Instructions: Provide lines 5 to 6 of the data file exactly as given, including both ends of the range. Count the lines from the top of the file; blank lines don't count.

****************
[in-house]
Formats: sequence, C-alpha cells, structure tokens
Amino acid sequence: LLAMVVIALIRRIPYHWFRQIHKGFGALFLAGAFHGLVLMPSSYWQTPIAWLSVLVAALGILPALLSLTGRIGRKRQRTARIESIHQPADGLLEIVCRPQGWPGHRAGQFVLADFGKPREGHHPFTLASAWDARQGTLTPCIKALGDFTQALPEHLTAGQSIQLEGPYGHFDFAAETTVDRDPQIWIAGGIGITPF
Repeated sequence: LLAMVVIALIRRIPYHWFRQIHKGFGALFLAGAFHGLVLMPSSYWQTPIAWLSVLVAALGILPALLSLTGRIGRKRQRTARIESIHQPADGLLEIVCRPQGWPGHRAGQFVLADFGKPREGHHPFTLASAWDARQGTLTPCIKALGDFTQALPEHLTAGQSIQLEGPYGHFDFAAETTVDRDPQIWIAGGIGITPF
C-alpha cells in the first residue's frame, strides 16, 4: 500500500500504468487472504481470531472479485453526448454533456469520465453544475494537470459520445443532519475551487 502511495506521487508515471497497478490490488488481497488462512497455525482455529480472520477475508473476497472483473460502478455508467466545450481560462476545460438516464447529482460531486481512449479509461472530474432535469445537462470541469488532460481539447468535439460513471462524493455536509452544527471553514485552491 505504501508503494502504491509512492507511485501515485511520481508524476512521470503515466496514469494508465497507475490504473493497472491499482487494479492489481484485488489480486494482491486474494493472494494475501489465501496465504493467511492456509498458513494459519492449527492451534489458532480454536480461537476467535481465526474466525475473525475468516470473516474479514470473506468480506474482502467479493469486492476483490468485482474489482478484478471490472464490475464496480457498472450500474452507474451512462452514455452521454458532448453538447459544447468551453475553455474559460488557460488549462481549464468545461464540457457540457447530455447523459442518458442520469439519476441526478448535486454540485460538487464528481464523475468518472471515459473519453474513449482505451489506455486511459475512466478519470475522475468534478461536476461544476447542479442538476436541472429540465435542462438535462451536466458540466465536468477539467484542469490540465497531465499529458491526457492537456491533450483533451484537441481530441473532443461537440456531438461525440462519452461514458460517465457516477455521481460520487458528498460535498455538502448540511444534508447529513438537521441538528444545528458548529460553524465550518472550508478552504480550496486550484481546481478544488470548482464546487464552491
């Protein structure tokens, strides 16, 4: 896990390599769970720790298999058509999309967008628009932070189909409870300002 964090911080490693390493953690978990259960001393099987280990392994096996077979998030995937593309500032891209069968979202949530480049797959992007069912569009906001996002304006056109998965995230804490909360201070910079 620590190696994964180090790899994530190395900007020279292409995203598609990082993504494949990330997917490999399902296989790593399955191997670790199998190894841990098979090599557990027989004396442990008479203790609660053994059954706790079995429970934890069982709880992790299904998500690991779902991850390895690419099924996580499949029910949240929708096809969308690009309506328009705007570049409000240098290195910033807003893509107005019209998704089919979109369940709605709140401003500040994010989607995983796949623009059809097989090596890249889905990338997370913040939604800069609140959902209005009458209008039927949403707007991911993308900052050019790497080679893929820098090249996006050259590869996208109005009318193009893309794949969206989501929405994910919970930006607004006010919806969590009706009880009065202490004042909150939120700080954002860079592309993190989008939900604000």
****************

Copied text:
C-alpha cells in the first residue's frame, strides 16, 4: 500500500500504468487472504481470531472479485453526448454533456469520465453544475494537470459520445443532519475551487 502511495506521487508515471497497478490490488488481497488462512497455525482455529480472520477475508473476497472483473460502478455508467466545450481560462476545460438516464447529482460531486481512449479509461472530474432535469445537462470541469488532460481539447468535439460513471462524493455536509452544527471553514485552491 505504501508503494502504491509512492507511485501515485511520481508524476512521470503515466496514469494508465497507475490504473493497472491499482487494479492489481484485488489480486494482491486474494493472494494475501489465501496465504493467511492456509498458513494459519492449527492451534489458532480454536480461537476467535481465526474466525475473525475468516470473516474479514470473506468480506474482502467479493469486492476483490468485482474489482478484478471490472464490475464496480457498472450500474452507474451512462452514455452521454458532448453538447459544447468551453475553455474559460488557460488549462481549464468545461464540457457540457447530455447523459442518458442520469439519476441526478448535486454540485460538487464528481464523475468518472471515459473519453474513449482505451489506455486511459475512466478519470475522475468534478461536476461544476447542479442538476436541472429540465435542462438535462451536466458540466465536468477539467484542469490540465497531465499529458491526457492537456491533450483533451484537441481530441473532443461537440456531438461525440462519452461514458460517465457516477455521481460520487458528498460535498455538502448540511444534508447529513438537521441538528444545528458548529460553524465550518472550508478552504480550496486550484481546481478544488470548482464546487464552491
């Protein structure tokens, strides 16, 4: 896990390599769970720790298999058509999309967008628009932070189909409870300002 964090911080490693390493953690978990259960001393099987280990392994096996077979998030995937593309500032891209069968979202949530480049797959992007069912569009906001996002304006056109998965995230804490909360201070910079 620590190696994964180090790899994530190395900007020279292409995203598609990082993504494949990330997917490999399902296989790593399955191997670790199998190894841990098979090599557990027989004396442990008479203790609660053994059954706790079995429970934890069982709880992790299904998500690991779902991850390895690419099924996580499949029910949240929708096809969308690009309506328009705007570049409000240098290195910033807003893509107005019209998704089919979109369940709605709140401003500040994010989607995983796949623009059809097989090596890249889905990338997370913040939604800069609140959902209005009458209008039927949403707007991911993308900052050019790497080679893929820098090249996006050259590869996208109005009318193009893309794949969206989501929405994910919970930006607004006010919806969590009706009880009065202490004042909150939120700080954002860079592309993190989008939900604000």